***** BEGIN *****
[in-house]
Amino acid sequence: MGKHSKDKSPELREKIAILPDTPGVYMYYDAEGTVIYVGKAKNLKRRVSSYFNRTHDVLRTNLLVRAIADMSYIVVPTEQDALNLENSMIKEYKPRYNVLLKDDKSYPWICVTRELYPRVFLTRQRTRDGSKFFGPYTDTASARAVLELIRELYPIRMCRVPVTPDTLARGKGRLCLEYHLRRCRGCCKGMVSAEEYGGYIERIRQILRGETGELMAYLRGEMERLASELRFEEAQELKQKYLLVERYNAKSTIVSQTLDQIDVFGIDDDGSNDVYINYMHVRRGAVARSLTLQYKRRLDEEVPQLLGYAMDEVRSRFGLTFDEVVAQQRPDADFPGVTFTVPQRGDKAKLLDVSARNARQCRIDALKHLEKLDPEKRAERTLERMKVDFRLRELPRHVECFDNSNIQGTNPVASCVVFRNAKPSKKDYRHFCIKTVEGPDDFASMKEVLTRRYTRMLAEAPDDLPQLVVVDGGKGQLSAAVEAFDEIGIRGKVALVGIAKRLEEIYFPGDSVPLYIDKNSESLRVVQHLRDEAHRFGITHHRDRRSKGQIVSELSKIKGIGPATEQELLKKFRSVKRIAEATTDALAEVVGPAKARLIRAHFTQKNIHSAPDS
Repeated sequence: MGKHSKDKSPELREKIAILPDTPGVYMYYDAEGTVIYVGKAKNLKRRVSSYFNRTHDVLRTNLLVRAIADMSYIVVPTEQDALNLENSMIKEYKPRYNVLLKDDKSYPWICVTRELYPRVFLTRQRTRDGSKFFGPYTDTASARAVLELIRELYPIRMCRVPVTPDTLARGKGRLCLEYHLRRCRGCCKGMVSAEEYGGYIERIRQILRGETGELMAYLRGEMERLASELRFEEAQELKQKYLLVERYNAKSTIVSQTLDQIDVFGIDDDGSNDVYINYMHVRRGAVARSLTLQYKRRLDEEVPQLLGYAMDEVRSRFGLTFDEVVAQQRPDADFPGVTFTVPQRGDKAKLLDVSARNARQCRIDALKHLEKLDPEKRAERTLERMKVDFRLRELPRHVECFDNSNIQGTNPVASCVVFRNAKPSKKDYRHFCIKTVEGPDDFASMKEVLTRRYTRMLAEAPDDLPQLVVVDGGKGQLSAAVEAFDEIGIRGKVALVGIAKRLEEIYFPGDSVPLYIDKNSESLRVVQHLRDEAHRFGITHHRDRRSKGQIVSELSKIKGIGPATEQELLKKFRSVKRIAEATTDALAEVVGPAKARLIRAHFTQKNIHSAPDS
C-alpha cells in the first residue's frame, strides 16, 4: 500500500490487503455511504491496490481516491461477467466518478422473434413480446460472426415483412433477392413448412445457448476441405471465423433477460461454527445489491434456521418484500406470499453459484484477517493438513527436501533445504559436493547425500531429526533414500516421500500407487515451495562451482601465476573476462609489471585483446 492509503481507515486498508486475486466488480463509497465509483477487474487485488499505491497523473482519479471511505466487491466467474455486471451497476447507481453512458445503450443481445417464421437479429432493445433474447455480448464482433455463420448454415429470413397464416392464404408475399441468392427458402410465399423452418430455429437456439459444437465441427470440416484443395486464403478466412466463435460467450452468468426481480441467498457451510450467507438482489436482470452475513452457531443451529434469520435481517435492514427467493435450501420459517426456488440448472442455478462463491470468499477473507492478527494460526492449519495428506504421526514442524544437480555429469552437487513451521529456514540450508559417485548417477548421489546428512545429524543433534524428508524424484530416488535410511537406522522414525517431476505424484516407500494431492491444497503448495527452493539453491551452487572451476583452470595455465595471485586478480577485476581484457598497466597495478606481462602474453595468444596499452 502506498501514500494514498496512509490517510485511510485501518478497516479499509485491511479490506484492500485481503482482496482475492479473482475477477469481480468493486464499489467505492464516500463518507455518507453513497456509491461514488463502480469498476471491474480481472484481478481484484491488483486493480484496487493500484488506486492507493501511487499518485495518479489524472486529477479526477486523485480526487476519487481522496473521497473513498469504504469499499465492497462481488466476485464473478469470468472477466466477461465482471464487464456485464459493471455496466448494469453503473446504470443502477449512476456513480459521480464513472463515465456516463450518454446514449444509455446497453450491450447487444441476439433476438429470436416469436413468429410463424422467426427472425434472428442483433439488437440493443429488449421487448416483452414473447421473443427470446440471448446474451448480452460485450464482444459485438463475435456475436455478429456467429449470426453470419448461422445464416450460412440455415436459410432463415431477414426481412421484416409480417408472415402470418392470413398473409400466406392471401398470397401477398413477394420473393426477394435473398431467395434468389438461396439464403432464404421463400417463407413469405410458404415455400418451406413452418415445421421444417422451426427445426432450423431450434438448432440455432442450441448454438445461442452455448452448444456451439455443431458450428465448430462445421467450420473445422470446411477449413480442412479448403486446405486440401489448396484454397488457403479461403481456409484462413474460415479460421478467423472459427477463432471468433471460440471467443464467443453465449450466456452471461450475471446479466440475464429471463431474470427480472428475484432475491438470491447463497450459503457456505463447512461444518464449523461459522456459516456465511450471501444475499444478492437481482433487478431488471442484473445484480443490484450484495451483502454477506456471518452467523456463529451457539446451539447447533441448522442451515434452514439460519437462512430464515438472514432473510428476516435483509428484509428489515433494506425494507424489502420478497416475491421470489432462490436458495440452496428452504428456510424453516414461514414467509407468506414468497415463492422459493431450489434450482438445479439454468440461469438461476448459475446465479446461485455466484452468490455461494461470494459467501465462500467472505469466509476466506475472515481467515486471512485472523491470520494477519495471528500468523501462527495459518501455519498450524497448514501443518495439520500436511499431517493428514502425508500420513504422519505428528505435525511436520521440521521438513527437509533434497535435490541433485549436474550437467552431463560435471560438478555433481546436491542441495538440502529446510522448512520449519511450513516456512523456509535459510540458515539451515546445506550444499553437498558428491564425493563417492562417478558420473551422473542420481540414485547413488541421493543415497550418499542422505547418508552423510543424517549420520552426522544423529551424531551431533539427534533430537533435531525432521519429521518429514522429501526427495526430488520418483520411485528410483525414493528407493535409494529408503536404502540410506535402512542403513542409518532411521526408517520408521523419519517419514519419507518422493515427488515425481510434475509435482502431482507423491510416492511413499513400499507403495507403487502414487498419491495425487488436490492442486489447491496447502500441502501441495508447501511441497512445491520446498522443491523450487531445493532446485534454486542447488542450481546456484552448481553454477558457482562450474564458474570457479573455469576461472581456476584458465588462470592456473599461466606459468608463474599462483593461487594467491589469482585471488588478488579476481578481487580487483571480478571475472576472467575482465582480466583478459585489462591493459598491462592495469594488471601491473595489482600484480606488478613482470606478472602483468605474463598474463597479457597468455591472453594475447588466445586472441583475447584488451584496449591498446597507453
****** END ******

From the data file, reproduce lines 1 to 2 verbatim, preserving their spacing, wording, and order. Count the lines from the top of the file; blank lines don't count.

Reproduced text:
[in-house]
Amino acid sequence: MGKHSKDKSPELREKIAILPDTPGVYMYYDAEGTVIYVGKAKNLKRRVSSYFNRTHDVLRTNLLVRAIADMSYIVVPTEQDALNLENSMIKEYKPRYNVLLKDDKSYPWICVTRELYPRVFLTRQRTRDGSKFFGPYTDTASARAVLELIRELYPIRMCRVPVTPDTLARGKGRLCLEYHLRRCRGCCKGMVSAEEYGGYIERIRQILRGETGELMAYLRGEMERLASELRFEEAQELKQKYLLVERYNAKSTIVSQTLDQIDVFGIDDDGSNDVYINYMHVRRGAVARSLTLQYKRRLDEEVPQLLGYAMDEVRSRFGLTFDEVVAQQRPDADFPGVTFTVPQRGDKAKLLDVSARNARQCRIDALKHLEKLDPEKRAERTLERMKVDFRLRELPRHVECFDNSNIQGTNPVASCVVFRNAKPSKKDYRHFCIKTVEGPDDFASMKEVLTRRYTRMLAEAPDDLPQLVVVDGGKGQLSAAVEAFDEIGIRGKVALVGIAKRLEEIYFPGDSVPLYIDKNSESLRVVQHLRDEAHRFGITHHRDRRSKGQIVSELSKIKGIGPATEQELLKKFRSVKRIAEATTDALAEVVGPAKARLIRAHFTQKNIHSAPDS